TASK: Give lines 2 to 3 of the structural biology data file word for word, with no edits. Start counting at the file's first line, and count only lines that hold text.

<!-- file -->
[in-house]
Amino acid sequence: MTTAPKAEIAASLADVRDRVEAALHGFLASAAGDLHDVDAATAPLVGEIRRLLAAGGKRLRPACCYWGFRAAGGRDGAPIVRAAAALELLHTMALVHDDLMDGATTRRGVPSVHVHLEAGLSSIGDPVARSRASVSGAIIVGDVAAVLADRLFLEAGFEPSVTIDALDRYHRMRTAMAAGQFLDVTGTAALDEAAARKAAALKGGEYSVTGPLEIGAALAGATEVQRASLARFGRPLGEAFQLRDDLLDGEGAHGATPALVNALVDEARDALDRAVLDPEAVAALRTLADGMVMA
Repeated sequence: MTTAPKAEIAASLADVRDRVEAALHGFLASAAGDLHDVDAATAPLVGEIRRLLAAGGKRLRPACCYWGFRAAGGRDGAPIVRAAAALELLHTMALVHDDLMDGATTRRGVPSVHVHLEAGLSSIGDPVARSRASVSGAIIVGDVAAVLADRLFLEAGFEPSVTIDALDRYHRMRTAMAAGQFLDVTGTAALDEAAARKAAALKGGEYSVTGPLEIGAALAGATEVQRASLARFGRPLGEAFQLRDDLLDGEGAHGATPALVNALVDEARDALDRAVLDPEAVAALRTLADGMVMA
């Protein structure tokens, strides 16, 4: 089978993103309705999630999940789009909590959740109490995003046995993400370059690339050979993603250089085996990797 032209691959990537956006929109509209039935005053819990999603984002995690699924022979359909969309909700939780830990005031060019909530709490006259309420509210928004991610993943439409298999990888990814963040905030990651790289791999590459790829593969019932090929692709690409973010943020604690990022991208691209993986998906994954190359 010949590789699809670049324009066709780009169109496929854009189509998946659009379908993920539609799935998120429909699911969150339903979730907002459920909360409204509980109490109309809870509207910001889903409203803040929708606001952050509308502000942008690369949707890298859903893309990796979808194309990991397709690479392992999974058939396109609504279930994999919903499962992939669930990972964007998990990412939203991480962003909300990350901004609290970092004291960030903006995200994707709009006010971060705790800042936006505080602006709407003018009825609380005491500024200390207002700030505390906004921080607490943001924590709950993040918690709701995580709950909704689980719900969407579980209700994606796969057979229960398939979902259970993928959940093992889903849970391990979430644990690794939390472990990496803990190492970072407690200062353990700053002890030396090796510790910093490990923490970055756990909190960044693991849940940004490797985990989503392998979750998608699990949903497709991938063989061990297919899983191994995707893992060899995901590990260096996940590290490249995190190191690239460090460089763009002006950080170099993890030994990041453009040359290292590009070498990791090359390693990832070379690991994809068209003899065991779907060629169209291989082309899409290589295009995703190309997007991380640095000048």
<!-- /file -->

Amino acid sequence: MTTAPKAEIAASLADVRDRVEAALHGFLASAAGDLHDVDAATAPLVGEIRRLLAAGGKRLRPACCYWGFRAAGGRDGAPIVRAAAALELLHTMALVHDDLMDGATTRRGVPSVHVHLEAGLSSIGDPVARSRASVSGAIIVGDVAAVLADRLFLEAGFEPSVTIDALDRYHRMRTAMAAGQFLDVTGTAALDEAAARKAAALKGGEYSVTGPLEIGAALAGATEVQRASLARFGRPLGEAFQLRDDLLDGEGAHGATPALVNALVDEARDALDRAVLDPEAVAALRTLADGMVMA
Repeated sequence: MTTAPKAEIAASLADVRDRVEAALHGFLASAAGDLHDVDAATAPLVGEIRRLLAAGGKRLRPACCYWGFRAAGGRDGAPIVRAAAALELLHTMALVHDDLMDGATTRRGVPSVHVHLEAGLSSIGDPVARSRASVSGAIIVGDVAAVLADRLFLEAGFEPSVTIDALDRYHRMRTAMAAGQFLDVTGTAALDEAAARKAAALKGGEYSVTGPLEIGAALAGATEVQRASLARFGRPLGEAFQLRDDLLDGEGAHGATPALVNALVDEARDALDRAVLDPEAVAALRTLADGMVMA